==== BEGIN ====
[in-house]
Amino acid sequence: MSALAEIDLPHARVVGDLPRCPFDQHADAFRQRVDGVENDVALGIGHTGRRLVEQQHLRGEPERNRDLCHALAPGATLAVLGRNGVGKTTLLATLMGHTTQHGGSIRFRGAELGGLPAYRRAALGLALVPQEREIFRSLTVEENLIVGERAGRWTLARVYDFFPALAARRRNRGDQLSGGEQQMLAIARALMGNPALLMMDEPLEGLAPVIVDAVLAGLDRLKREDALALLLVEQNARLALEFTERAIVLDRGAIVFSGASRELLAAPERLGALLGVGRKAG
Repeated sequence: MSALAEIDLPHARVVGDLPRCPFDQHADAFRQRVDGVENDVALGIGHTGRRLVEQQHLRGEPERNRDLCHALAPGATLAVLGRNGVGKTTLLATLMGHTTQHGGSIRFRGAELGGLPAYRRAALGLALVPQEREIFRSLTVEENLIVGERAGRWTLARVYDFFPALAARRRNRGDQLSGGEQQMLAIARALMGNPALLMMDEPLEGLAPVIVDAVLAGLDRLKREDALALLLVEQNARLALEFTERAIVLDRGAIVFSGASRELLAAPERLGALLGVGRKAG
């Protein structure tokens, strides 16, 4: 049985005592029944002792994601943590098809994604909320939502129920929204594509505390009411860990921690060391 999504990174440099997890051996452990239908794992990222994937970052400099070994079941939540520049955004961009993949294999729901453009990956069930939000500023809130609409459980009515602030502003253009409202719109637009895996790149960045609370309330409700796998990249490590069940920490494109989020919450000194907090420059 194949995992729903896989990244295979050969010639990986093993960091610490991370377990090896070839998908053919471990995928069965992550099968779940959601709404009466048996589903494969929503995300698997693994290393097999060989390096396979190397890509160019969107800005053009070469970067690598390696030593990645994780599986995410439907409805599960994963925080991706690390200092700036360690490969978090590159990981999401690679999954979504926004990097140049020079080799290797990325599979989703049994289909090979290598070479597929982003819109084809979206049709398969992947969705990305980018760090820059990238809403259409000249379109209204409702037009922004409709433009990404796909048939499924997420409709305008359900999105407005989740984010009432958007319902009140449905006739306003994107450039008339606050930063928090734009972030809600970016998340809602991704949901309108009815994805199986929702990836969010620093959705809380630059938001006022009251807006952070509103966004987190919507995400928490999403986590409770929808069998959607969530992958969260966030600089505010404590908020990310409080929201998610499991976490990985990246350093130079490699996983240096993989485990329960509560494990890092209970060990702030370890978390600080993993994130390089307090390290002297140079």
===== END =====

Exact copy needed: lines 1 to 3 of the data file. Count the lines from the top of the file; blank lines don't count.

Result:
[in-house]
Amino acid sequence: MSALAEIDLPHARVVGDLPRCPFDQHADAFRQRVDGVENDVALGIGHTGRRLVEQQHLRGEPERNRDLCHALAPGATLAVLGRNGVGKTTLLATLMGHTTQHGGSIRFRGAELGGLPAYRRAALGLALVPQEREIFRSLTVEENLIVGERAGRWTLARVYDFFPALAARRRNRGDQLSGGEQQMLAIARALMGNPALLMMDEPLEGLAPVIVDAVLAGLDRLKREDALALLLVEQNARLALEFTERAIVLDRGAIVFSGASRELLAAPERLGALLGVGRKAG
Repeated sequence: MSALAEIDLPHARVVGDLPRCPFDQHADAFRQRVDGVENDVALGIGHTGRRLVEQQHLRGEPERNRDLCHALAPGATLAVLGRNGVGKTTLLATLMGHTTQHGGSIRFRGAELGGLPAYRRAALGLALVPQEREIFRSLTVEENLIVGERAGRWTLARVYDFFPALAARRRNRGDQLSGGEQQMLAIARALMGNPALLMMDEPLEGLAPVIVDAVLAGLDRLKREDALALLLVEQNARLALEFTERAIVLDRGAIVFSGASRELLAAPERLGALLGVGRKAG